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Treatments

  • Magnetic Resonance Imaging (MRI)

Magnetic Resonance Imaging (MRI)

Overview

This noninvasive medical imaging technique uses a powerful magnetic field to create a detailed three-dimensional view of the inside of the body. The images it produces are similar to those generated by a CT scan. However, MRI images provide a much clearer view of soft tissues. This makes MRI a valuable diagnostic tool for the visualization of cancer, infection, internal bleeding and soft tissue trauma.

Preparation

Before an MRI, the patient is advised to remove items such as glasses, jewelry, dentures and dental bridges. Patients with certain types of surgical implants cannot receive an MRI. Devices such as plates, screws, cardiac defibrillators, pacemakers, cochlear implants, and certain types of brain clips and implanted metal coils cannot be placed in an MRI. In most cases, pregnant women are not given MRIs.

Preparation (Cont.)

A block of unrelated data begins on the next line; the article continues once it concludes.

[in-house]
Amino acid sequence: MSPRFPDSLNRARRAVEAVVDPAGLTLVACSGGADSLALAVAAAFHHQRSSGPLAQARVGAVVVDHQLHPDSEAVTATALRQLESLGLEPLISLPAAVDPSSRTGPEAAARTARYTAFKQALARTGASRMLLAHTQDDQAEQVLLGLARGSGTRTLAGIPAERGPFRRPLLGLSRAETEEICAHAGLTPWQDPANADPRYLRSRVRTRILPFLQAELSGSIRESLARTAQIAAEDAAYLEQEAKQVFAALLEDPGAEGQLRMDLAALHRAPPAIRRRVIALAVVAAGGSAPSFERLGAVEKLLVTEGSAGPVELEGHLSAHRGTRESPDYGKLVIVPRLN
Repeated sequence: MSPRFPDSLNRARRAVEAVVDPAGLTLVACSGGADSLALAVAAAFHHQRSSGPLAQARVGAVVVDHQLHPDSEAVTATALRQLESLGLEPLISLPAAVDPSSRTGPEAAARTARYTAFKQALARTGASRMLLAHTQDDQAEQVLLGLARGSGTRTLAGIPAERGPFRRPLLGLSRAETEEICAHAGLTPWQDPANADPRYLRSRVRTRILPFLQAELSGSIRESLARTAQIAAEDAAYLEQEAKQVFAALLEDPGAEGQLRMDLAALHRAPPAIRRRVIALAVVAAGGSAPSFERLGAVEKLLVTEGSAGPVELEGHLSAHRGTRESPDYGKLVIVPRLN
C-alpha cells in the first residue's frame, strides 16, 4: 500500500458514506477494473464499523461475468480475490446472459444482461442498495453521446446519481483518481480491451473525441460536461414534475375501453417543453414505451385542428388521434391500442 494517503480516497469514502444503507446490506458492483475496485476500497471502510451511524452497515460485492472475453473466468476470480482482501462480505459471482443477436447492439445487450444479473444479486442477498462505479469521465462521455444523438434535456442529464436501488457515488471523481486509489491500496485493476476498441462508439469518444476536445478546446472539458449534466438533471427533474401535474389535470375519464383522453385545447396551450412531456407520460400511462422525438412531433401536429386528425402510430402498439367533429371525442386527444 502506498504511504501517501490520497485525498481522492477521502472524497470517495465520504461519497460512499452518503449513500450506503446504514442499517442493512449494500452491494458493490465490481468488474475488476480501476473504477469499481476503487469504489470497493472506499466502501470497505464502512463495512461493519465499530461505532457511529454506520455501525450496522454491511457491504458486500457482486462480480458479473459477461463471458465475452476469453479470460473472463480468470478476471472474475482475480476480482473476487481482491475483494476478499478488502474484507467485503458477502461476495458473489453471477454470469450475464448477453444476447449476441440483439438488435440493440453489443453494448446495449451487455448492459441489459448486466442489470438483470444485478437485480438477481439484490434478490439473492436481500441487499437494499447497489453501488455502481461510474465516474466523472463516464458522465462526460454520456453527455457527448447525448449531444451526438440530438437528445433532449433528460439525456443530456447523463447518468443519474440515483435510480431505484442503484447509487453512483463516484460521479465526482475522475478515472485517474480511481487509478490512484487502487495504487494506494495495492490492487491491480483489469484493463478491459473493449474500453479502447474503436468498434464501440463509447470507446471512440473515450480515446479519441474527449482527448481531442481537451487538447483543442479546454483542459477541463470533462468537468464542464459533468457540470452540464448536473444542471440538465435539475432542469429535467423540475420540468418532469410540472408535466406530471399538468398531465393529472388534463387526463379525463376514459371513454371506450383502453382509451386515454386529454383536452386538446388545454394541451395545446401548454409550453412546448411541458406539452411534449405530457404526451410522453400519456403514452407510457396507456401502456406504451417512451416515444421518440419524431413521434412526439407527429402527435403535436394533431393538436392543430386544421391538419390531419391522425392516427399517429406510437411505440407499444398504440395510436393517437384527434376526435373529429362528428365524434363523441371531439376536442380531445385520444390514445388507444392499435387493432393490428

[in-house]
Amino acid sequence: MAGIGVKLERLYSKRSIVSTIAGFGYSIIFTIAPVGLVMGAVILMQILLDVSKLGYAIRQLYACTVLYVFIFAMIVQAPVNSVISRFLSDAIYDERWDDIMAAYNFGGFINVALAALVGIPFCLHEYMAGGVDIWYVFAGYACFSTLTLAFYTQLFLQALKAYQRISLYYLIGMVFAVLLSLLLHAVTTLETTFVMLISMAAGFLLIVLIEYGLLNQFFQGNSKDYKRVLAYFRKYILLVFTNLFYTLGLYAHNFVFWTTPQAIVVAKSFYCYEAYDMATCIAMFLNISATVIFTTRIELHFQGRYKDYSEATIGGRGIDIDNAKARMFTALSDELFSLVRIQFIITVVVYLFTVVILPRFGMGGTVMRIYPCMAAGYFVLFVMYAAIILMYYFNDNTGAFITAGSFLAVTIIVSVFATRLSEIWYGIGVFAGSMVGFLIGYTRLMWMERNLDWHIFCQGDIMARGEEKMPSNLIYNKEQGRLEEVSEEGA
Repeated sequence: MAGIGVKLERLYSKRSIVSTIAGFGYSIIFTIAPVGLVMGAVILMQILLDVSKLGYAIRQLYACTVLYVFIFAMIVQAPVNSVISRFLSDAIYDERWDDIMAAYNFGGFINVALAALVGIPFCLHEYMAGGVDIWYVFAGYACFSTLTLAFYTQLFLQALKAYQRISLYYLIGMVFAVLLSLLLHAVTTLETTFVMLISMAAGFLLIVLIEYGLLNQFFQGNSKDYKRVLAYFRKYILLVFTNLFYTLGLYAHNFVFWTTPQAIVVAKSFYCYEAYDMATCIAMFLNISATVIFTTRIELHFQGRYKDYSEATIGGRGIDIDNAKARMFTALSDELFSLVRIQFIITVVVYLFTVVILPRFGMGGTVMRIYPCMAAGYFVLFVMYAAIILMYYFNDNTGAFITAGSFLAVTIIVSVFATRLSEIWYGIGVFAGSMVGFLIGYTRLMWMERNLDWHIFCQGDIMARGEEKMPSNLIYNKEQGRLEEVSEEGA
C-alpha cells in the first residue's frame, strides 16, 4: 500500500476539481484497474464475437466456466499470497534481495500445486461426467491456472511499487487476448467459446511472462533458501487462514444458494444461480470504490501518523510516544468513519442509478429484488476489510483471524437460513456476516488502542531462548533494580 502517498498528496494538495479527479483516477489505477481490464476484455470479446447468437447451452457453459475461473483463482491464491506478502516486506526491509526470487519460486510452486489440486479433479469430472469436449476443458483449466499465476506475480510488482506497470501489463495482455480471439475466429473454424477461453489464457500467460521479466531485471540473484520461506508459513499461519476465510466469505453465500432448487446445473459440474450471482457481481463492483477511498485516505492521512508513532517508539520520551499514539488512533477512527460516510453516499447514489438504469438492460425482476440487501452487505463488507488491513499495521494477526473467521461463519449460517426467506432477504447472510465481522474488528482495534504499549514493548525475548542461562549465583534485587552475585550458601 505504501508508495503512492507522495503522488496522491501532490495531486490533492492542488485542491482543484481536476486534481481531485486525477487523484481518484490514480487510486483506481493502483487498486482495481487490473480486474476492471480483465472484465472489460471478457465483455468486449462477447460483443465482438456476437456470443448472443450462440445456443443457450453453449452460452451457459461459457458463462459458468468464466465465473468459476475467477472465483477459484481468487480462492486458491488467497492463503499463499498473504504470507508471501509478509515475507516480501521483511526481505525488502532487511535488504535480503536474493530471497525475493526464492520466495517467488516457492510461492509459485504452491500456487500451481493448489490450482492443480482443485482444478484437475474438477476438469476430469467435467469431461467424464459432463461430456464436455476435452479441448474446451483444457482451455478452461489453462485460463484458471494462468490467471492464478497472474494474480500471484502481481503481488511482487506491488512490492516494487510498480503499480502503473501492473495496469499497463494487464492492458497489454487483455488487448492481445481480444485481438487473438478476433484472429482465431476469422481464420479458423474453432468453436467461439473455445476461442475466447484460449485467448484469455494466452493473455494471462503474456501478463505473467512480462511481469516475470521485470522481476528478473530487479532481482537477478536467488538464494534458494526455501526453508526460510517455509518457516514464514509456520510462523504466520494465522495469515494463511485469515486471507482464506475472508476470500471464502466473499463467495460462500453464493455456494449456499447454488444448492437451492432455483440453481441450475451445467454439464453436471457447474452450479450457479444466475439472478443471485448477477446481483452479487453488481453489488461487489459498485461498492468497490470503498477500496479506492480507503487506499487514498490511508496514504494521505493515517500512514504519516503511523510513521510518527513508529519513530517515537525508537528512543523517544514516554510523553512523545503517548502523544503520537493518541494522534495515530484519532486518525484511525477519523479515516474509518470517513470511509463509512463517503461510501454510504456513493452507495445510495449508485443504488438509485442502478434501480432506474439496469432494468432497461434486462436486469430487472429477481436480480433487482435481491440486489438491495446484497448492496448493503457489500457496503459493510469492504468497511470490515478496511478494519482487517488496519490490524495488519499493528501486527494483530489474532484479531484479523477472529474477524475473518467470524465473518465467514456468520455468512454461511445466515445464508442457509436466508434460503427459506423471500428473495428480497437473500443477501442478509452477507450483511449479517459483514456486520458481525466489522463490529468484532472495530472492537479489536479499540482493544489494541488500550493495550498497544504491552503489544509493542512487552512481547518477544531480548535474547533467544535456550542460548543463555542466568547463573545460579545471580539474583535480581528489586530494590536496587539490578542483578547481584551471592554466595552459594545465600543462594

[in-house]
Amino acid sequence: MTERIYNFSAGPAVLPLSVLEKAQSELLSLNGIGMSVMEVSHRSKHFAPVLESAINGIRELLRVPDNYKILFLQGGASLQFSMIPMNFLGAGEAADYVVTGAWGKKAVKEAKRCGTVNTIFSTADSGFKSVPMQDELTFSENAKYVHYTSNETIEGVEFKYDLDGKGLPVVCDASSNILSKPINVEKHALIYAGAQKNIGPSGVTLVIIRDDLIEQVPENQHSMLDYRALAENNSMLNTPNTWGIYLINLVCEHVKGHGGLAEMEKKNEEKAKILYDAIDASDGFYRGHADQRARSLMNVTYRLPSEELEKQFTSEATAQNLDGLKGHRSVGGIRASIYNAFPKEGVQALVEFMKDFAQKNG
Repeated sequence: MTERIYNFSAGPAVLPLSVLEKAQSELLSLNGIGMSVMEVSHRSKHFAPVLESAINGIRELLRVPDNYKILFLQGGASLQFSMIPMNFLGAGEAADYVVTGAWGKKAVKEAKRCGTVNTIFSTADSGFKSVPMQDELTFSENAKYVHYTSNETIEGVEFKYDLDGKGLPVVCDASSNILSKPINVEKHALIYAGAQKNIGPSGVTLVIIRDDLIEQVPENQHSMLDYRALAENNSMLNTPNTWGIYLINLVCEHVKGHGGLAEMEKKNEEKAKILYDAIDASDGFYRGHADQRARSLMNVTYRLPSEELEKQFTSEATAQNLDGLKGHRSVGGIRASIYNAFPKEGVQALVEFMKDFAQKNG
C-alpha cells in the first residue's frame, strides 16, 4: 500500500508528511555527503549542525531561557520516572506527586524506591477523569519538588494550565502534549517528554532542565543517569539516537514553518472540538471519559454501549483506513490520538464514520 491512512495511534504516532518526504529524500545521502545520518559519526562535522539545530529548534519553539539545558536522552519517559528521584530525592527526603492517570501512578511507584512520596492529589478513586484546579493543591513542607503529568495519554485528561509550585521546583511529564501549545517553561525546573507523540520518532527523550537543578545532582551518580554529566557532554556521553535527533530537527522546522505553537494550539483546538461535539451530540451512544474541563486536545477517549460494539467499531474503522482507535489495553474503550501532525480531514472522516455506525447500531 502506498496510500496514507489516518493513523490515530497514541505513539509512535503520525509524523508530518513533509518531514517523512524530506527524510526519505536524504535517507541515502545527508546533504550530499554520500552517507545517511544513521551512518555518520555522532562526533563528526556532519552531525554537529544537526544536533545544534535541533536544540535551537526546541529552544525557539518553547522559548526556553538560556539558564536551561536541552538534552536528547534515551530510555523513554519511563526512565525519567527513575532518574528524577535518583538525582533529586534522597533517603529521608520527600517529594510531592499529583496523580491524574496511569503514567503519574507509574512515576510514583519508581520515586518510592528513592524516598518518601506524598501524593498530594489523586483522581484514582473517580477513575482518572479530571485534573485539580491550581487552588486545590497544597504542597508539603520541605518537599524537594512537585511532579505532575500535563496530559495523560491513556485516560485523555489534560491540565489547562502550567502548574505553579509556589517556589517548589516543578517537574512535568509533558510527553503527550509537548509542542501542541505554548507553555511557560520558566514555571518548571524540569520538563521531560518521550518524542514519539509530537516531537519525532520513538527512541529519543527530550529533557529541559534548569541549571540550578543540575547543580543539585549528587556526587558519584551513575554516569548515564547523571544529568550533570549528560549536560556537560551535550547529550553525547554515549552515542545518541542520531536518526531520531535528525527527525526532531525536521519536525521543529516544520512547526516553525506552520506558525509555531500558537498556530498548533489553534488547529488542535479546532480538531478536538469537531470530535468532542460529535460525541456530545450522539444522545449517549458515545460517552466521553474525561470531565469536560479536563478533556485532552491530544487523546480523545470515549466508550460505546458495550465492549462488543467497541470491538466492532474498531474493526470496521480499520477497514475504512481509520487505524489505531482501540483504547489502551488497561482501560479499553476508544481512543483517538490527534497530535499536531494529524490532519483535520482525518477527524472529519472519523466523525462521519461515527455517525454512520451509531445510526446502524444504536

The patient may be asked to wear a gown. The patient may also be given hearing protection. Young children and people who have extreme anxiety may be sedated to help them remain motionless and comfortable during the scan.

Administering Contrast Material

In some cases, the scan may require the use of a contrast material. This material will provide a clearer image of the area to be scanned. Patients may be given an oral contrast agent, or it may be administered intravenously.

The Procedure

Once the patient is in position, the machine is activated. The patient will hear a series of loud sounds, including banging and humming noises. A scan may take between 30 and 90 minutes. The patient must remain still during this time so that the image is not blurred. If the patient moves, the scan may need to be stopped and restarted from the beginning.

Monitoring

The scan is monitored by a technician located in an adjacent room who can view the MRI imagery as it is gathered. A microphone and speaker allow the patient and technician to communicate during the scan.

Review

Once the MRI is complete, the images are reviewed by a radiologist and a report is sent to the referring physician. The physician will discuss the results with the patient and will discuss any treatment options.

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